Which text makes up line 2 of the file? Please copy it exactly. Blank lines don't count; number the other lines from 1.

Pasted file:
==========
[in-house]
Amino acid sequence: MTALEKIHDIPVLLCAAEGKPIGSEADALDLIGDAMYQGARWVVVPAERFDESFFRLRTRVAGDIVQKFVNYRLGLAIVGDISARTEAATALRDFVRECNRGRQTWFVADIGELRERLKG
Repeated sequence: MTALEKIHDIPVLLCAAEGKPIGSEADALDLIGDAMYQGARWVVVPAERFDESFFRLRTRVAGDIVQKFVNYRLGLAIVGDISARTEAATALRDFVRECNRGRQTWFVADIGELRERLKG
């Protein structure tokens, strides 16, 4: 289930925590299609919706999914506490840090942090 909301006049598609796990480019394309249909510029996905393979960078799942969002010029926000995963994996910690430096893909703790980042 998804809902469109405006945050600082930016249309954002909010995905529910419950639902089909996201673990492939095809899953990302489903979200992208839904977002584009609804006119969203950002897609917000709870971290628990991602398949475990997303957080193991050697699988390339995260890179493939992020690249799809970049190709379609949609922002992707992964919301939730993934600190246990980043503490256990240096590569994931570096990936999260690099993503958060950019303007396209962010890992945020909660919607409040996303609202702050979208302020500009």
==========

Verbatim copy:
Amino acid sequence: MTALEKIHDIPVLLCAAEGKPIGSEADALDLIGDAMYQGARWVVVPAERFDESFFRLRTRVAGDIVQKFVNYRLGLAIVGDISARTEAATALRDFVRECNRGRQTWFVADIGELRERLKG